study. what happens when a school is forced to abandon racial preferences, moves to a race neutral alternative, gets more minority enrollment. we thought those unique factors would lead to an interesting case, but not one necessarily that would be decisive for all programs. while the result is disappointing, i don't think it tells us altogether what's going to happen going forward. my clients have sighed harvard college over the use of racial preferences. it has side the university of north carolina chapel hill. as i read fisher, it invites a more funndamental challenge. for learning more about the kinds of students that are being admitted through these policies, how students are performing,
12:54 pm
what does the racial makeup of the class look on graduation day? and so i know from our perspective, we're going to be asking for all the material we need to meet the standard of evidentiary support that justice kennedy says we need to have. >> walter dellinger is in the house. former acting soliciting general of the united states. could you talk about politics and bribery and all the kinds of things that we know you know so well? and -- from secondhand experience at best. in the mcdonald case. >> sure. could i just make a brief comment to emphasize something christina said that addresses the mystery that both of you addressed of the shift by justice kennedy. i think you cannot underestimate
12:55 pm
a fact that christina mentioned. and that is, what happened in the culture. i mean, the larger issue which the court has been grappling with since bauchy, to what extent is race still an important culturally relevant category. to what extent does race really matter? in which the only time discrimination raises its head is when disappointed applicants to an elite college bring a lawsuit. it's reflected in justice alito's descenting opinion. he's deeply offended by the depth of -- i believe his terms or odious and perny shus racial discrimination. that racial discrimination against people of color is a thing of the past.
12:56 pm
some of that is reflected in the opinions that justice kennedy has written and signed previously. i really think the combined effect of charleston and chicago and baltimore and above all else, ferguson, missouri, the ferguson report makes it hard to maintain the position that we're beyond race having to matter anymore. the black lives matter movement i think really did affect justice kennedy. to some extent, there was a debate between justice sotomayor who wrote an assent about what's happening to young men of color with police practices in ferguson citing james baldwin and coates and michelle alexander and mass incarceration. that descent compared to fisher make a very nice pair of a debate. in some sense, i think sotomayor won the debate with kennedy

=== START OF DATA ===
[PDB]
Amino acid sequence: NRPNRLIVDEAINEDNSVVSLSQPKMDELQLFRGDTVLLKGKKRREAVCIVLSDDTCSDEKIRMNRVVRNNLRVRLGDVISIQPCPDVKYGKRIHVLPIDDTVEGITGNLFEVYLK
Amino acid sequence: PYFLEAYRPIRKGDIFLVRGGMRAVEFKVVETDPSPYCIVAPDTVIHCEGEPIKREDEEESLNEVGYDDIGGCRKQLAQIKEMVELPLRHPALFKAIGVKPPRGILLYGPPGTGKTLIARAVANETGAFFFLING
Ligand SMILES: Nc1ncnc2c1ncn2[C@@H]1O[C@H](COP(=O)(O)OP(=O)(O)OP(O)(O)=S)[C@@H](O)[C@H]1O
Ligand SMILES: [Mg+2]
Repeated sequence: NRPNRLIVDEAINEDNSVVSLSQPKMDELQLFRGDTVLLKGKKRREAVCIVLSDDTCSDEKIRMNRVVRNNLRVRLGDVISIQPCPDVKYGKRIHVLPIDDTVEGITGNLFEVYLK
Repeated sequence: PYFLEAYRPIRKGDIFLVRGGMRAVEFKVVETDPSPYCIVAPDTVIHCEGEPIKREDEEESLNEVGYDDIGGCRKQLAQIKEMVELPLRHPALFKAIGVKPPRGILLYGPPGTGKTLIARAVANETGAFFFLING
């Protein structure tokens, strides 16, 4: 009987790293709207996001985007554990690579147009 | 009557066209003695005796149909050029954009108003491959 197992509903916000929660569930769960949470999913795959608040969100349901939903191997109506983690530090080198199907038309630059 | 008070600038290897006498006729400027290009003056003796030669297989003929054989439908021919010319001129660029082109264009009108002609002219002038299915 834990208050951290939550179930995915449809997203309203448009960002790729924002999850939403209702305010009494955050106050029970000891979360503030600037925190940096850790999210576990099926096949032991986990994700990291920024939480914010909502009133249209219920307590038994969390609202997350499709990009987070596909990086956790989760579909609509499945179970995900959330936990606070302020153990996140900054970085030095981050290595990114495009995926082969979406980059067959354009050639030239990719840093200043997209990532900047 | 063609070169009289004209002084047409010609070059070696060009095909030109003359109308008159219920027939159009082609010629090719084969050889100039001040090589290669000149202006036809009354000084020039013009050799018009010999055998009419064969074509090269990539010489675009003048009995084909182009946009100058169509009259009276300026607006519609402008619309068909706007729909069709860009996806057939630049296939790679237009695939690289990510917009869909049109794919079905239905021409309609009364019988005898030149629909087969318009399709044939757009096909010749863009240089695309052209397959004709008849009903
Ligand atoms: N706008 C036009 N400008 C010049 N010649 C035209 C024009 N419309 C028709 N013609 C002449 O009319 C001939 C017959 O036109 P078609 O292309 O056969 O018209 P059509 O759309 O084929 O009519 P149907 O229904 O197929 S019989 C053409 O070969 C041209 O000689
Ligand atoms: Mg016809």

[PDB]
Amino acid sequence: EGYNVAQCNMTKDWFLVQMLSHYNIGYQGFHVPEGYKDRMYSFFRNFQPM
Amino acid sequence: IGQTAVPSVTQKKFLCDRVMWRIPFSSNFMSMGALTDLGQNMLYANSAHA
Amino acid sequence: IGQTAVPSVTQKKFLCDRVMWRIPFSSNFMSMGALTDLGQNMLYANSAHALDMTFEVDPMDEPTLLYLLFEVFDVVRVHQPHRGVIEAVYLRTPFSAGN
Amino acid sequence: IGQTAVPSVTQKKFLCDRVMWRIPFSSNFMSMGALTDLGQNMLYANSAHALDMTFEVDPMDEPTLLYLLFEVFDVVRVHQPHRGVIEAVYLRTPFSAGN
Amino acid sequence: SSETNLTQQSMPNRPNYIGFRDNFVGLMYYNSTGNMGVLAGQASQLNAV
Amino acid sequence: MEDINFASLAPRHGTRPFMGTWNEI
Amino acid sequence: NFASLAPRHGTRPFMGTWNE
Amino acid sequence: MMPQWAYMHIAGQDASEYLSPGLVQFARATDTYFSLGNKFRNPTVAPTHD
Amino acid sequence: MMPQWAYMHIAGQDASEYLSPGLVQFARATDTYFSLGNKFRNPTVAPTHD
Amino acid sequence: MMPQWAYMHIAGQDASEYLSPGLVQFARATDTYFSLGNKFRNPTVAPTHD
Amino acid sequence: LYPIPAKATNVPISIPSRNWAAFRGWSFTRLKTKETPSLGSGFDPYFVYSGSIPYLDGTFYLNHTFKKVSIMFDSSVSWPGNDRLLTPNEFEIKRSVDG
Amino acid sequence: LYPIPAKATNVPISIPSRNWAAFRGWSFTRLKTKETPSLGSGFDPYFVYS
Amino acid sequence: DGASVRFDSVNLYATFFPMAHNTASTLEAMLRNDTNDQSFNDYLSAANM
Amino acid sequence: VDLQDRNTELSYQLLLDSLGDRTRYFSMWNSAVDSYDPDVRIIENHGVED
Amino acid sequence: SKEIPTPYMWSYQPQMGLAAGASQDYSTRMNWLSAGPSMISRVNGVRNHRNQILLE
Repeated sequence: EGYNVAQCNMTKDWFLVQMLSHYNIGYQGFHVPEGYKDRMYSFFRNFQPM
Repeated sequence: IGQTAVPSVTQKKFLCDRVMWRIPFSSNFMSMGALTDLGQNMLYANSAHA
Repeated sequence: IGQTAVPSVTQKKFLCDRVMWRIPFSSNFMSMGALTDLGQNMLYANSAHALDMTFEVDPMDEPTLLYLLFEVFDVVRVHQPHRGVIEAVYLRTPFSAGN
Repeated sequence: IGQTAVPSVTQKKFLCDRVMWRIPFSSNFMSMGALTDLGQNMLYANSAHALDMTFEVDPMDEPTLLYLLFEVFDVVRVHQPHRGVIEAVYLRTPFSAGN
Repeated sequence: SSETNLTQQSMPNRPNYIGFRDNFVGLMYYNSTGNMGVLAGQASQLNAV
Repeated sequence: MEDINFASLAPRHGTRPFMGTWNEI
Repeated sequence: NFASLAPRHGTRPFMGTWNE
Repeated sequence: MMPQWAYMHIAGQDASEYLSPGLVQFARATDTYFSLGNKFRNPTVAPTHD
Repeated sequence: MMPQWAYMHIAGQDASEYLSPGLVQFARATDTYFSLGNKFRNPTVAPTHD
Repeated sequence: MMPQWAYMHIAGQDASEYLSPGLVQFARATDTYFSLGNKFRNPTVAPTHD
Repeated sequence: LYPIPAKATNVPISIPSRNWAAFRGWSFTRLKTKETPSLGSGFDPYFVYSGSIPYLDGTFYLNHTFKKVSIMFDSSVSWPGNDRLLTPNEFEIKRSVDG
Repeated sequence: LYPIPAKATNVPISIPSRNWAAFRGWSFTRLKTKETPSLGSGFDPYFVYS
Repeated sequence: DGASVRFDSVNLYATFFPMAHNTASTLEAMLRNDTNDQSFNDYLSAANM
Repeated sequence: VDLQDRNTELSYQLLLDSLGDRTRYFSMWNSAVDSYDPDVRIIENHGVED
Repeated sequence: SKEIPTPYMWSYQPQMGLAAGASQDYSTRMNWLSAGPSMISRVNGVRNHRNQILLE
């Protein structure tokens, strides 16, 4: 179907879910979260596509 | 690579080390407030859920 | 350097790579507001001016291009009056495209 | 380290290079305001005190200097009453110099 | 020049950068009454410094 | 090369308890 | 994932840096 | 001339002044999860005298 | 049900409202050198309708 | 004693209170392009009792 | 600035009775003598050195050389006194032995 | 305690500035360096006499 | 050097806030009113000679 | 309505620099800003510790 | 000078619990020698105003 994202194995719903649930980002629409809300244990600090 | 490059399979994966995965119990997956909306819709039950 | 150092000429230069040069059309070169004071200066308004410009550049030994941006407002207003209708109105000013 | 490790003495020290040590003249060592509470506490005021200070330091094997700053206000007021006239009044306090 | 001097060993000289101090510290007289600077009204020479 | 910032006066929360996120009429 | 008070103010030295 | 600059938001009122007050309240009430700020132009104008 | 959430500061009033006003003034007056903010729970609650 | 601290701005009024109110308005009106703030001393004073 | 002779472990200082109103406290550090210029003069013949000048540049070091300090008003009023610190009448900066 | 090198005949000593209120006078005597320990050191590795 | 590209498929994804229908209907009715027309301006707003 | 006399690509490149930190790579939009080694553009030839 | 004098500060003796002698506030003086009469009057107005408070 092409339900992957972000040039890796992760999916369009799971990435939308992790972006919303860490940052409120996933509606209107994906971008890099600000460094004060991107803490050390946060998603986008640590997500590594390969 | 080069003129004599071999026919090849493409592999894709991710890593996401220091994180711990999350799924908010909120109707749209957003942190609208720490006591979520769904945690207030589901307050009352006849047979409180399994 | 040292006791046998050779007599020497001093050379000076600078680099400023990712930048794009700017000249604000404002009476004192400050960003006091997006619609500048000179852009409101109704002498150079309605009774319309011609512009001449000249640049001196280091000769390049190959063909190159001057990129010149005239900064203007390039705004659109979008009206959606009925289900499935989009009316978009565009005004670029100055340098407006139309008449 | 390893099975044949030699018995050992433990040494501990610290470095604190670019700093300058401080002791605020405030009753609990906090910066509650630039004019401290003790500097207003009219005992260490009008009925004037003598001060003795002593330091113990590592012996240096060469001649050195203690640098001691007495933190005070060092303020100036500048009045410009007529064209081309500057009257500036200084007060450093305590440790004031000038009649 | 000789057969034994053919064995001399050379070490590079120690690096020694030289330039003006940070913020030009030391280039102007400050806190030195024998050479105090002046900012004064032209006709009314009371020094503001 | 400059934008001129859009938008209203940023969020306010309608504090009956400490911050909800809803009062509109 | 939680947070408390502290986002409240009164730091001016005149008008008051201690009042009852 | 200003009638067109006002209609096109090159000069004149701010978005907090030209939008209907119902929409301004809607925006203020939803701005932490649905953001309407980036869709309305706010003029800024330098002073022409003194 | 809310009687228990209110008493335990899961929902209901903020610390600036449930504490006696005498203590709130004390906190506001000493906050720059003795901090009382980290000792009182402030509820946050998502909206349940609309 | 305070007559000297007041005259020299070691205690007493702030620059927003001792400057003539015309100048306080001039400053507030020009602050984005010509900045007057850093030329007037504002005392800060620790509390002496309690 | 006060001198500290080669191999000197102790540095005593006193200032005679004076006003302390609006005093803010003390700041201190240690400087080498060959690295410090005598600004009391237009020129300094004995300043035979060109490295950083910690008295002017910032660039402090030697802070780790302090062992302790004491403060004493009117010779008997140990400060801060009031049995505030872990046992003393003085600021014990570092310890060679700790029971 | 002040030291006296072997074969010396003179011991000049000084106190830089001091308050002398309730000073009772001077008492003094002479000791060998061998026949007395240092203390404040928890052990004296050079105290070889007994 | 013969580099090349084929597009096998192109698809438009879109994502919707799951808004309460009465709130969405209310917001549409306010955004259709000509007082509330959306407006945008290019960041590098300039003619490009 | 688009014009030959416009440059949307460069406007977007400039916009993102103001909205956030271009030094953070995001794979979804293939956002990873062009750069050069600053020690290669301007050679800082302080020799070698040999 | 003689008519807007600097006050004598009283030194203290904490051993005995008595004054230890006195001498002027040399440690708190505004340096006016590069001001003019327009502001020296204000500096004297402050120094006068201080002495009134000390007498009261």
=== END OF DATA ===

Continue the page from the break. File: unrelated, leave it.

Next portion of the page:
12:57 pm
about whether race matters in that sense. mcdonald -- [ laughter ] -- not a person of color. [ laughter ] there are some folks watching usually at 2:00 in the morning on cspan who will not be as familiar with the mcdonald case as though of us in the 202 area code that read the "washington post." this starts with a businessman named johnny williams who had a nutritional supplement product that he wanted to bring on the market made of some kind of residue of tobacco materials. but he needed to get fda approval, he needed studies. he needed something that a state could provide. so not having ever met governor mcdonald before he was a governor, mr. williams -- what he was seeking was to have virginia university study and their researchers study the benefits of this nutritional supplement to have the state
12:58 pm
health plan cover this nutritional supplement, and to in other ways use the state of virginia as a value didator of benefits of this. he pro voided awesome gifts. it really makes you think being governor of virginia is a good life. he provided free use of his ferrari for the governor to ride back and forth from vacations. the governor's wife admired the rolex that mr. williams was wearing, said she's sure her husband would love to have one and a $40,000 or $50,000 rolex was provided. let's assume for a moment that in exchange for these benefits, governor mcdonald arranged several state officials would be brought to the governor's mansion for luncheons.
12:59 pm
he and his staff would make calls asking researchers to meet with mr. williams, otherwise providing williams with access to the virginia decisionmakers. he was convicted under the hobbs act with the jury finding that the actions that were taken by the governor were taken in exchange for and as a result of the -- provided by mr. williams. the supreme court unanimously reversed mcdonald's conviction and they did so by limiting the reach in the following way. the jury might have found that what mcdonald bought for his money was access, referrals, setting up of meetings with the appropriate officials. and that under the instruction, the jury need not have found that the governor was urging a particular result. maybe the governor just wanted
1:00 pm
these university researchers to meet with mr. williams. and that, the court thought, to give a narrowing construction to what is an official act. so what you have here is benefits being provided to the governor, arguably the jury could have found in exchange for, and the government undertook to prove that, the actions that the government -- the governor took. but what the court said is, we're going to narrowly limit what counts as an official act. the governor did not make an official decision, nor need the jury have found that the governor urged a particular action or decision on the part of those to whom access was provided in exchange for the money. now, this may seem like a -- a somewhat shocking result given the level -- sort of


info Stream Only

Uploaded by TV Archive on